The MENA region will outstrip Europe of its position as the second largest region for mobile subscribers by 2016.
The MENA region will outstrip Europe of its position as the second largest region for mobile subscribers by 2016, according to 2013 figures released by mobile and wireless industry think-tank, Portio. They show that, out of 396 million mobile subscribers in Arab states and 545 million in African countries, 71 million and 93 million, respectively, have active mobile broadband subscriptions. In Q1 2013, mobile penetration reached 109 percent in the region as a whole, according to the Ericsson Mobility Report released in June that same year, with Saudi Arabia’s alone standing at 181.6 percent.
Of course, brands are hardly concerned with high mobile subscriptions as they are with the number of connected devices and smartphones, where they can interact with consumers in real time. In this respect, the Ericsson report shows that Saudi Arabia’s smartphone penetration in 2013 ranked first in the GCC, standing at 79 percent, followed by the UAE’s (72 percent) and Kuwait’s (69 percent). “Saudi Arabia is extremely established because of the price wars between its three major telco players, Zain, Mobily and STC – as a result of which mobile Internet penetration is high,” says Chadi Saab, director of digital at Starcom MediaVest Group (SMG) MENA, adding that, in smaller GCC countries, such as Qatar, mobile Internet consumption “isn’t picking up as much yet”. It certainly is in the GCC, however, at the Mobile Hotspot 2014 conference held earlier this year by Omnicom Media Group’s digital arm, Resolution MENA. Nadim Khouri, the agency’s director of mobile marketing, revealed that 18 percent of GCC Facebook users accessed the network on desktop, 47 percent on both mobile and desktop, and 35 percent – 5.6 million people – on mobile. Moreover, 76 percent of Twitter users in the GCC accessed the micro-blogging platform through mobile. Google states that 50 percent of all YouTube views in Saudi Arabia and 40 percent in the UAE come from mobile.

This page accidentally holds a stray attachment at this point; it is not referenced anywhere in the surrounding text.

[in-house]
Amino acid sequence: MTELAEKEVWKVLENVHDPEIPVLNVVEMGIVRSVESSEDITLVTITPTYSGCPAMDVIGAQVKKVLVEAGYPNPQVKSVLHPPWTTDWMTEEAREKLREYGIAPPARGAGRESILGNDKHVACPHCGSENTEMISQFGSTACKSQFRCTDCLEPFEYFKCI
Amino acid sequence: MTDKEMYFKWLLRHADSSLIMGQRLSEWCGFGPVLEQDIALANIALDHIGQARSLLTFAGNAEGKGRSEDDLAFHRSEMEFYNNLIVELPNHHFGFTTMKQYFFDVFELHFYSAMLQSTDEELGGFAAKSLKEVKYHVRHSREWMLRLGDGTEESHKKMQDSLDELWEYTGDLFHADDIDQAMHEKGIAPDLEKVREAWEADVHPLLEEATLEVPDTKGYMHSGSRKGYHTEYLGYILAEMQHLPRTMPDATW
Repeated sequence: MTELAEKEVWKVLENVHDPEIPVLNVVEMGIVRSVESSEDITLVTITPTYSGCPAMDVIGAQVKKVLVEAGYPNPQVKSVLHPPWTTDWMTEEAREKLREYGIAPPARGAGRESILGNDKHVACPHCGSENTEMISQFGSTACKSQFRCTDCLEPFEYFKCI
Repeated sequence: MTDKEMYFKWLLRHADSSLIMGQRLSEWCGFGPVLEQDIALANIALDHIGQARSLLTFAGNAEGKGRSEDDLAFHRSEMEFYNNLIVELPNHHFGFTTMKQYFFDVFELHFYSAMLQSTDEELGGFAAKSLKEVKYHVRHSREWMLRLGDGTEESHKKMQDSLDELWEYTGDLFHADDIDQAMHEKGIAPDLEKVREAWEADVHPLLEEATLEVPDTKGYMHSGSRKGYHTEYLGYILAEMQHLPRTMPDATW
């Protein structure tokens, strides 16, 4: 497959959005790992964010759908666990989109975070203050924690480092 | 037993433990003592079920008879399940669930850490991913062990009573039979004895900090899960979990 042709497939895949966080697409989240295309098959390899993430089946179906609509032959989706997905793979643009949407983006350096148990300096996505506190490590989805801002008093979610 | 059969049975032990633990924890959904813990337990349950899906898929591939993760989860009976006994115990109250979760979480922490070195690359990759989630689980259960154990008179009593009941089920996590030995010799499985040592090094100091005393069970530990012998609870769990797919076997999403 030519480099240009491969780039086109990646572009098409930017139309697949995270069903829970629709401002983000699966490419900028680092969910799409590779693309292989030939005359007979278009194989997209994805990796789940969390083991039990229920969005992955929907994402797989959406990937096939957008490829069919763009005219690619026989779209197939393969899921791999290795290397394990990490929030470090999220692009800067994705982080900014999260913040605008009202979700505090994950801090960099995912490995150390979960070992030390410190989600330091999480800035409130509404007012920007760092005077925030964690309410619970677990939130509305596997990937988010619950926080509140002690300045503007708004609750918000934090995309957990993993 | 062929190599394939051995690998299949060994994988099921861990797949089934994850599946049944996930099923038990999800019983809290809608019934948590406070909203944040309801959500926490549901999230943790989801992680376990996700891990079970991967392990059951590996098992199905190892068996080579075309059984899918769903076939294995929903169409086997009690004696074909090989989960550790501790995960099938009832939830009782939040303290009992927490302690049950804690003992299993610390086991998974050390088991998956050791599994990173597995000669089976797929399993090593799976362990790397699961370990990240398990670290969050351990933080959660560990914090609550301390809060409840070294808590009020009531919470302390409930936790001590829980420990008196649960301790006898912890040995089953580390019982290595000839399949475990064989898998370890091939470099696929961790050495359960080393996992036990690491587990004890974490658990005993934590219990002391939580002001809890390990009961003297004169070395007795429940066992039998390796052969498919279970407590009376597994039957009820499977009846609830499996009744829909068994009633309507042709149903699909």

According to another study by research firm Ipsos unveiled at this year’s digital summit Arabnet in Beirut, mobile Internet penetration across smartphones reached 84 percent in the kingdom, 83 percent in the UAE and 90 percent in Kuwait. “The entry point for connectivity has flipped: according to Effective Measure, 80 percent of the traffic on regional websites comes from handheld devices. While digital is still being associated with desktop advertising, clearly it’s time for brands to embrace a mobile-first approach,” says Waseem Afzal, head of digital at OMD UAE.
Both high mobile penetration and Internet connectivity provide fertile grounds for ad- vertisers in the region. Nowhere is this more evident than in a report by mobile ad network Addictive Mobility, entitled: 2014: The Year of Mobile First, which shows that the GCC region registers a post-click interaction rate that is six times higher than the US average, amounting to 2.4 percent, while the true click rate – on ads loaded in their entirety, rather than just clicked – stands at an equally remarkable 1.9 percent. On average, the highest CTR, adds the report, is seen in Saudi Arabia (2.829 percent), followed by Oman (2.506 percent), Qatar (2.325 percent) and the UAE (2.259 percent).